Achieving Remarkable Sensitivity in Spatial Transcriptome Profiling

In a FFPE-preserved tissue section of a mouse heart, M20 Spatial exhibited impressive sensitivity. Across 3,048 barcoded spots, each with a diameter of 50 µm, a total of 31,072 genes were detected. The median gene count per spot stood at 3,651 (Figure 3), showcasing the excellent performance of M20 Spatial in capturing transcriptomic data.

Figure 3: UMI and gene count distribution detected in sections of a FFPE mouse heart using M20 Spatial

The notable performance was further confirmed in a FFPE mouse brain tissue section. M20 Spatial successfully captured a total of 29,380 genes from 3,190 barcoded spots, resulting in a median gene count of 3,449 per spot (Figure 4).

Figure 4: UMI and gene count distribution detected in sections of a FFPE mouse brain using M20 Spatial
Unveiling Heterogeneity with Spatial Resolution

In the comprehensive analysis of FFPE samples sourced from diverse mouse organs our M20 Spatial technology showcased remarkable proficiency in differentiating diverse cell subpopulations. Leveraging UMAP clustering on transcriptomic data of mouse heart, brain and kidney sections, M20 Spatial accurately identifies multiple subpopulations within each sample (Figures 5-7, left panels).

Figure 5: UMAP clustering (left) and spatial projection (right) of cell subpopulations detected in a FFPE mouse heart section with M20 Spatial

Figure 6: UMAP clustering (left) and spatial projection (right) of cell subpopulations detected in a FFPE mouse brain section with M20 Spatial

Figure 7: UMAP clustering (left) and spatial projection (right) of cell subpopulations detected in a FFPE mouse kidney section with M20 Spatial

The spatial projection of the identified subpopulations to their respective locations on the sample section reveals their correspondence to distinct tissue types within the organ (Figures 5-7, right panels). Notably, in complex organs like the brain, where cell types exhibit significant variation across different regions, the spatial projection of the subpopulations identified with M20 Spatial directly reflect the spatial organization of distinct brain regions (Figure 6).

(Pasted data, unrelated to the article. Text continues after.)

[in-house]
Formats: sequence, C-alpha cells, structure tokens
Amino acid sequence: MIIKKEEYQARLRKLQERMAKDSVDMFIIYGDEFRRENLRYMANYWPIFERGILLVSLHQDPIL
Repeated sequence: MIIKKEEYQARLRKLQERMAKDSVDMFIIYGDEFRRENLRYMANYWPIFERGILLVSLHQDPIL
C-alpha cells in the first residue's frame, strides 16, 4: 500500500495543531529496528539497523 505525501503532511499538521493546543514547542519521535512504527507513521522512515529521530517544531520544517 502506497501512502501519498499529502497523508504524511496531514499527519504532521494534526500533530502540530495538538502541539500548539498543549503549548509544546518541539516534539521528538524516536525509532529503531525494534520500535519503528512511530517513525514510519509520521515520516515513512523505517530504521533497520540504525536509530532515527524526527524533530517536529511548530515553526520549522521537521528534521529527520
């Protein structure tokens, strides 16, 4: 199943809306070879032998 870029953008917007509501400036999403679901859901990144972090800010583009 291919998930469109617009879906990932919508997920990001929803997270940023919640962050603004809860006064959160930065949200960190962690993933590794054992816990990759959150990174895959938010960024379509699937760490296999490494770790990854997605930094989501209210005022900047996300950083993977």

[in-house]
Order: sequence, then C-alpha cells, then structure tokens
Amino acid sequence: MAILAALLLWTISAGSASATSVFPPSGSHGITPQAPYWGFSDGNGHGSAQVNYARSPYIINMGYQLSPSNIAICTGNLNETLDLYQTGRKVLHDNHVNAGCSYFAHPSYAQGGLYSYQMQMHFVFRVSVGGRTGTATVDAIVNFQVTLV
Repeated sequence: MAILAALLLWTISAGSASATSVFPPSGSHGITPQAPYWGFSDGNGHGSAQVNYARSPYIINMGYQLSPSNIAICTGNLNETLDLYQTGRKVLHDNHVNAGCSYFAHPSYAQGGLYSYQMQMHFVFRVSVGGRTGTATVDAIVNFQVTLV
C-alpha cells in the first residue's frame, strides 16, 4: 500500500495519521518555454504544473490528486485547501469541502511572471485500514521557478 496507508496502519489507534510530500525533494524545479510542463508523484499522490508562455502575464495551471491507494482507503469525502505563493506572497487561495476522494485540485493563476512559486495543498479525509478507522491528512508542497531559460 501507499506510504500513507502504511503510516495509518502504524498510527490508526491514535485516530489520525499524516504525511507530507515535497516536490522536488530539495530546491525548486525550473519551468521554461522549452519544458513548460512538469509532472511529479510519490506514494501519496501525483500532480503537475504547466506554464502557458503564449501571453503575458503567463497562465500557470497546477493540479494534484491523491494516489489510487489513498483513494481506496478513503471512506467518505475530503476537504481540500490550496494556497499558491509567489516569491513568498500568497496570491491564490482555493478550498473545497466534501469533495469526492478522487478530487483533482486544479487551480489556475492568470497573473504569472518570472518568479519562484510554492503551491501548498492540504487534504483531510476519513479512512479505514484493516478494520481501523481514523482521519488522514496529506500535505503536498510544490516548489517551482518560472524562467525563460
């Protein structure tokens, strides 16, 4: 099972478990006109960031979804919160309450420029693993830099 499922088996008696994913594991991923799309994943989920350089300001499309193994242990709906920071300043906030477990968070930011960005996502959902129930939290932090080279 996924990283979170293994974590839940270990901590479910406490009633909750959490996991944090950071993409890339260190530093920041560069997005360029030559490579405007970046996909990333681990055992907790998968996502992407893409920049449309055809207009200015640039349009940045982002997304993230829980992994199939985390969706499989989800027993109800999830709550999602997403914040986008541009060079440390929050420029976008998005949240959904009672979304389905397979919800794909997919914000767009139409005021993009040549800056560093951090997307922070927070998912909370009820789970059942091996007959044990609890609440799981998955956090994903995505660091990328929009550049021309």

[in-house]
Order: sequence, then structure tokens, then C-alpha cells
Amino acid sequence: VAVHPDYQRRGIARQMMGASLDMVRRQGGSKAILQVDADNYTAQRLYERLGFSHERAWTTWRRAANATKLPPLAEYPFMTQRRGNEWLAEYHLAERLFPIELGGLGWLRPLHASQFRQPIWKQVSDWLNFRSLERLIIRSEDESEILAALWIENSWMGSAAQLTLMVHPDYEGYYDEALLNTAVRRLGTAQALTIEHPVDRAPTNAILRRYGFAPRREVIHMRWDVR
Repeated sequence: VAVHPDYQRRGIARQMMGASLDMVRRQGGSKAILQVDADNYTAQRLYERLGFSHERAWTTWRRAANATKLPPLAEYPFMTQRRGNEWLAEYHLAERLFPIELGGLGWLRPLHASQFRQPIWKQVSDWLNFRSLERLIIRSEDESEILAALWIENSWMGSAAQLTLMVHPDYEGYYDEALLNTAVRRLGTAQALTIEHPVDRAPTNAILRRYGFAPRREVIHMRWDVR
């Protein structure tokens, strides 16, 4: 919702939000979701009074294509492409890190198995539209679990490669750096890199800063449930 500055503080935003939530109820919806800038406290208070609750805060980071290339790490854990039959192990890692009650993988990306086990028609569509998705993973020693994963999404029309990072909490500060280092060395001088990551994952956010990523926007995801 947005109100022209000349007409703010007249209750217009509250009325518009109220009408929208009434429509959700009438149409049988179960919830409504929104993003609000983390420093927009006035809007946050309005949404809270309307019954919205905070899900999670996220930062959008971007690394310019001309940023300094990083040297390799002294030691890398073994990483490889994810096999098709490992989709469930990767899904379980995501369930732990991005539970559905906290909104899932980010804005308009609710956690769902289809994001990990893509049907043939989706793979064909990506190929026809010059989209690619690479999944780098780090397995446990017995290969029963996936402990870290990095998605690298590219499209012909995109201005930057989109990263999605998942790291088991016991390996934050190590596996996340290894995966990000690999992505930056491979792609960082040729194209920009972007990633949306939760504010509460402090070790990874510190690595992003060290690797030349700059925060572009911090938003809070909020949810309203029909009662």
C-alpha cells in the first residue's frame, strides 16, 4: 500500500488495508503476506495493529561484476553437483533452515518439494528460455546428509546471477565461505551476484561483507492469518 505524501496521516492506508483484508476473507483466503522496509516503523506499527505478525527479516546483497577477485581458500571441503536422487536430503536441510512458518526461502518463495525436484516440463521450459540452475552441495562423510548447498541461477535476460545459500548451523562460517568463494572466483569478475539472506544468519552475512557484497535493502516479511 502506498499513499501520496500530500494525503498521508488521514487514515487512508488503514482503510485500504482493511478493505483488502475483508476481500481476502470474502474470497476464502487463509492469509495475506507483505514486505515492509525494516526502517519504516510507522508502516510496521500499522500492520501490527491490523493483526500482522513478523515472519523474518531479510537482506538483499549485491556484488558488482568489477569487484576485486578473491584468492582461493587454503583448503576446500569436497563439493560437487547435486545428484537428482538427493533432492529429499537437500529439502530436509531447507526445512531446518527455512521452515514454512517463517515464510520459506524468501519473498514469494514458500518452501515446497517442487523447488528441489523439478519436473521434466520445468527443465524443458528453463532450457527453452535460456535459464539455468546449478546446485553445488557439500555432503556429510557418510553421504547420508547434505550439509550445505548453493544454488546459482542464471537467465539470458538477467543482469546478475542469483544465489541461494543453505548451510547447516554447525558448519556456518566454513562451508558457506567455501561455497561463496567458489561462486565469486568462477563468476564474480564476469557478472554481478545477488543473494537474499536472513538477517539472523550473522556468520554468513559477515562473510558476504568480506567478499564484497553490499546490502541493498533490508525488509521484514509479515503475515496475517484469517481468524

These findings underscore the capability of M20 Spatial to accurately distinguish cellular subpopulations exhibiting heterogeneity at both spatial and transcriptomic levels, rendering it highly suitable for thorough exploration of spatial heterogeneity among cells within tissues and organs.


Full Coverage of Transcripts without Bias

Most spatial transcriptome technologies rely on poly(A) or targeted probes for RNA capture, often exhibiting strong preferences for specific transcript regions. This inherent bias leads to an overrepresentation of the 3' end or targeted sequences in the obtained transcriptome data.
In contrast, M20 Spatial transforms spatial transcriptomics by employing random primers. Our technology captures complete gene bodies from the 5' to 3' end uniformly (Figure 8), ensuring an accurate representation of the transcriptome.

Figure 8: mRNA 5'-3' coverage in M20 Spatial dataUnlocking Spatial Information on lncRNAs

Our random-primer-based technology demonstrates remarkable performance and allows to exceed previous limitations in spatial transcriptome sequencing. Most technologies currently enable the detection of protein-coding transcripts. However, M20 Spatial facilitates the detection of the entire transcriptome, including transcripts lacking poly(A) tails or exhibiting low-abundance.